IDEAS home Printed from https://ideas.repec.org/p/isu/genstf/201001010800002824.html
   My bibliography  Save this paper

Essays on Environment, Natural Resource, Growth and Development

Author

Listed:
  • Wang, Min

Abstract

1. Abstract for the theis paper "Climate Change Impacts of Renewable Energy Policies: the Roles of Capacity Constraints and Market Power". A recent literature of Green Paradox shows that green policy intended to alleviate the problem of climate change may turn to speed it up (Sinn, 2008). The goal of this paper is to examine the climate change impacts of renewable energy policies by focusing on capacity constraints of some renewable energies and market power in the fossil fuel sector, both of which turn out to play important roles in determining policy impacts on the time profile of fossil fuel supply as well as the time pattern of greenhouse gas (GHG) emissions. By recognizing the capacity constraints of renewable energies, in this paper, we distinguish renewable energies between capacity constrained renewable energies and abundant renewable energies, and study their price policies and quantity policies in competitive market and non-competitive market. We show that the Green Paradox can only be confirmed in the benchmark case. Moreover, after considering the two factors mentioned, Green Paradox may not exist: the capacity constraints help renewable energy to delay the fossil fuel use to the distant future and the existence of market power changes the optimization rule of fossil fuel owners as well as their response to renewable energy policies.3. Abstract fo the thesis paper "Health and Precautionary Savings in the Pollution-Growth". We study the pollution-economic growth nexus from the perspective of health and precautionary savings. We first establish empirical support from Chinese data that higher pollution levels are associated with high savings rates. We then construct an overlapping-generations model in which agents save more in response to the higher pollution-induced health risk and the increased saving in turn leads to more investment, and thus more pollution. Such a path may appear to be sustainable in terms of economic growth, but the increased pollution makes the welfare level unsustainable. We study three kinds of policy interventions: private insurance achieves full risk sharing but does not reduce pollution; Pay-as-you-go health insurance reduces pollution but can only achieve partial risk sharing; pollution tax reduces pollution, but introduces an additional distortion in the rate of return to capital. A tax on pollution is most effective when the tax revenue is distributed to the old and sick. Even when double dividends do not exist in a static setting, they may still arise in a dynamic setting via its effects on savings behavior.3. Abstract for the thesis paper "Optimal Education Policies under Endogenous Borrowing Constraints". When young students face exogenous borrowing constraints (incomplete markets) on education loans, the simultaneous establishment of a education subsidy and an old-age pension has been shown to restore the complete market allocation (Boldrin and Montes, 2005). If the borrowing constraint is endogenous, owing to limited commitment of repayment and inalienability of future human capital (as in Kehoe and Levine, 1993), Andolfatto and Gervais (2006) by means of an example, argue that the education-subsidy-cum-pension scheme distorts the credit market, and hence, fails to restore the complete market allocation. In this paper, I show that the complete market allocation can be achieved even with endogenous borrowing constraints. The result broadens the rationale for a two-armed (education and pension) welfare state to a much wider class of economies.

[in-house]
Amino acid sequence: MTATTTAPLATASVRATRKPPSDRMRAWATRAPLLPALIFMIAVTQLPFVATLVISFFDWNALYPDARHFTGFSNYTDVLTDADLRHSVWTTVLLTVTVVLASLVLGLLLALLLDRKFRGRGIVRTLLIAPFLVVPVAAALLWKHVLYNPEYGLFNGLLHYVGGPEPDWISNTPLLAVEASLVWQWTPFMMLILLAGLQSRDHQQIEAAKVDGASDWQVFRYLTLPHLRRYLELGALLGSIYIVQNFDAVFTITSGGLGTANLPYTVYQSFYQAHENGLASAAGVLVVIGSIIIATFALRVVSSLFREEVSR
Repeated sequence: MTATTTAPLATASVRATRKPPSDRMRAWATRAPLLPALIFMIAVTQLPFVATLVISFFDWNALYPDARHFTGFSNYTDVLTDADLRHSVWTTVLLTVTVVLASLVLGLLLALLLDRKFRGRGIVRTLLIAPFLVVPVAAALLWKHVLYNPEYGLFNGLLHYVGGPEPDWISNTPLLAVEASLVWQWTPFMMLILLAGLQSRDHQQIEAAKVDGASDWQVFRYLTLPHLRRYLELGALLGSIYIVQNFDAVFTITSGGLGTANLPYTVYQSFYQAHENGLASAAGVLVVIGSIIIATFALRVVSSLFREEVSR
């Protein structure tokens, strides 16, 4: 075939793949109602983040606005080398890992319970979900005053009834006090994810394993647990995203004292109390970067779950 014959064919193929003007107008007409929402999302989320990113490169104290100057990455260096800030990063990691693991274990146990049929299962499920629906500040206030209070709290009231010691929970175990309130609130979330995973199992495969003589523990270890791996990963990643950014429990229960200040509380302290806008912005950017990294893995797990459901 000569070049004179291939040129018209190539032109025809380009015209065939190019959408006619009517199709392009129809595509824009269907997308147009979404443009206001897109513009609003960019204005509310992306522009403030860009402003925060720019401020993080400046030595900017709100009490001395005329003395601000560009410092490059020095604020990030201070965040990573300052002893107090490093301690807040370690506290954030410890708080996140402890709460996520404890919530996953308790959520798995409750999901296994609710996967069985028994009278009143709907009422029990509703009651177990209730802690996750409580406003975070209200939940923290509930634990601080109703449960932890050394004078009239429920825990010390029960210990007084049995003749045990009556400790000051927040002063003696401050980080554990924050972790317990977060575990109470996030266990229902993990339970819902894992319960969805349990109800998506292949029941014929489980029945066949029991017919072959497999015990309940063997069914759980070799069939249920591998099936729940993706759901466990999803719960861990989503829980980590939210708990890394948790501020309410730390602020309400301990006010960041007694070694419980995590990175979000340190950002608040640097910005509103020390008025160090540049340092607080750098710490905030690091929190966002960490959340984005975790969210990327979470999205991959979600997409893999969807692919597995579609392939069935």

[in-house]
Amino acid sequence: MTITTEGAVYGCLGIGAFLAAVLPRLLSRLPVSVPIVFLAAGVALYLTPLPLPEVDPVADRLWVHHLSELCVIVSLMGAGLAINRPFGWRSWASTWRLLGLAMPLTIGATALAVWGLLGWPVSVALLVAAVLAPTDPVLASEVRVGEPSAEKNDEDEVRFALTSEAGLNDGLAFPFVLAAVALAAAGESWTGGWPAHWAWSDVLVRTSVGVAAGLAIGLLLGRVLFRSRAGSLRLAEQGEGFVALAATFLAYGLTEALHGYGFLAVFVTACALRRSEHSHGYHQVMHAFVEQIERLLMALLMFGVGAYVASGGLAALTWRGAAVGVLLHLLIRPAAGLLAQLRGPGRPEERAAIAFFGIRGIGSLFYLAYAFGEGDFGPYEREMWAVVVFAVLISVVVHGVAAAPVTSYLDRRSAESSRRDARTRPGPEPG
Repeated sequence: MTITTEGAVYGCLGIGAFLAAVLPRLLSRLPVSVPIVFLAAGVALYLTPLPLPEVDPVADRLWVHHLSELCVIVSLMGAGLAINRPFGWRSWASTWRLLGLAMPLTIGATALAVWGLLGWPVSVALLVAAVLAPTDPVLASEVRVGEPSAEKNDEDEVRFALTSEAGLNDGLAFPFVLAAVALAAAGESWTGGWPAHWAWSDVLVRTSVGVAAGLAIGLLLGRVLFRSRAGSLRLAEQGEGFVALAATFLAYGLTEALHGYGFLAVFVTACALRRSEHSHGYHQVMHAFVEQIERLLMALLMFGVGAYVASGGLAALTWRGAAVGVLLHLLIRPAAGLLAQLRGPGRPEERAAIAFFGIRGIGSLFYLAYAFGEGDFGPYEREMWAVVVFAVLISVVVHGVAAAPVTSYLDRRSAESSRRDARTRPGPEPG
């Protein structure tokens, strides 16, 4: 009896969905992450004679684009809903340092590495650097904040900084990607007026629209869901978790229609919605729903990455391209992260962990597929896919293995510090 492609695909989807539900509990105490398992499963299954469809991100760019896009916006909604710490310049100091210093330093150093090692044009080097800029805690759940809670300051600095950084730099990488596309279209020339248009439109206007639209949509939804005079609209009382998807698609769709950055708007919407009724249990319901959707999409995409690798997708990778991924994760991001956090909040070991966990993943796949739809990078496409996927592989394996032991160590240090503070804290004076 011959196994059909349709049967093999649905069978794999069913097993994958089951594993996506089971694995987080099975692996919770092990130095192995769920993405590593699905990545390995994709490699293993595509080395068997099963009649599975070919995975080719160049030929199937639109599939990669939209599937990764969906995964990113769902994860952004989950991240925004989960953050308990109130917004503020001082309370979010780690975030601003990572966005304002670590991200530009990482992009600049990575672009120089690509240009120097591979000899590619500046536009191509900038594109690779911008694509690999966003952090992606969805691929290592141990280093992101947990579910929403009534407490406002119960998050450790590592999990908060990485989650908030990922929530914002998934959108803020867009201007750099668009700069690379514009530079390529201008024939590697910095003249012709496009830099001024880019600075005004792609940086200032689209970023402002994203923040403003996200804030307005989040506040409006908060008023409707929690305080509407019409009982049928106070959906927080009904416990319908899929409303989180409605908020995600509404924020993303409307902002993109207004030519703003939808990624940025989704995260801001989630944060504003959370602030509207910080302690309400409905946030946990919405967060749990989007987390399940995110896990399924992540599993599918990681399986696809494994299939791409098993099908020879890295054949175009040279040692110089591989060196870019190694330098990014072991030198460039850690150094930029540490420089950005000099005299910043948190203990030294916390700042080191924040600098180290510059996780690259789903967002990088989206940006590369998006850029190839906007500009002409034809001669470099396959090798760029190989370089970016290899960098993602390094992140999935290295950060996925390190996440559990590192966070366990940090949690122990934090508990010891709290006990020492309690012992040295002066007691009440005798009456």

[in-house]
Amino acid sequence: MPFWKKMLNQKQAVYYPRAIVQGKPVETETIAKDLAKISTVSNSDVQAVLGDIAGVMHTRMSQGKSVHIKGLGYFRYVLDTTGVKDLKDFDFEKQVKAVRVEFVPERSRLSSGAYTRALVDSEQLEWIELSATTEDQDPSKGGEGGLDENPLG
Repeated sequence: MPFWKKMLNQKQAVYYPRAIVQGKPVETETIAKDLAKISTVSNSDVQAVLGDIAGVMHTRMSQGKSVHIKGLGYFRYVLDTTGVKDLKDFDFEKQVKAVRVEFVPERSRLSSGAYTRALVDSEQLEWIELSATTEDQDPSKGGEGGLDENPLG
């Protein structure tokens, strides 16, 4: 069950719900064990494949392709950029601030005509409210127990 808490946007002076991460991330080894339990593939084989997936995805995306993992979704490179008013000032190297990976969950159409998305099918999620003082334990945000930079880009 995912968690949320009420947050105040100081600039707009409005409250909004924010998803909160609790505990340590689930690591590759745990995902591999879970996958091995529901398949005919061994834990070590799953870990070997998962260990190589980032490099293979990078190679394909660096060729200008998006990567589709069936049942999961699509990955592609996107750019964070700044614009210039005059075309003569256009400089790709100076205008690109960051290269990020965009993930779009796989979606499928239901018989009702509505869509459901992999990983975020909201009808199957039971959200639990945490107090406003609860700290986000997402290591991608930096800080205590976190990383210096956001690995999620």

Suggested Citation

  • Wang, Min, 2010. "Essays on Environment, Natural Resource, Growth and Development," ISU General Staff Papers 201001010800002824, Iowa State University, Department of Economics.
  • Handle: RePEc:isu:genstf:201001010800002824
    as

    Download full text from publisher

    File URL: http://lib.dr.iastate.edu/cgi/viewcontent.cgi?article=2824&context=etd
    Download Restriction: no

    References listed on IDEAS

    as
    1. McCleary, Rachel & Barro, Robert, 2003. "Religion and Economic Growth across Countries," Scholarly Articles 3708464, Harvard University Department of Economics.
    2. Romer, Paul M, 1986. "Increasing Returns and Long-run Growth," Journal of Political Economy, University of Chicago Press, vol. 94(5), pages 1002-1037, October.
    3. Bovenberg, A Lans & Smulders, Sjak A, 1996. "Transitional Impacts of Environmental Policy in an Endogenous Growth Model," International Economic Review, Department of Economics, University of Pennsylvania and Osaka University Institute of Social and Economic Research Association, vol. 37(4), pages 861-893, November.
    4. Franco Modigliani & Shi Larry Cao, 2004. "The Chinese Saving Puzzle and the Life-Cycle Hypothesis," Journal of Economic Literature, American Economic Association, pages 145-170.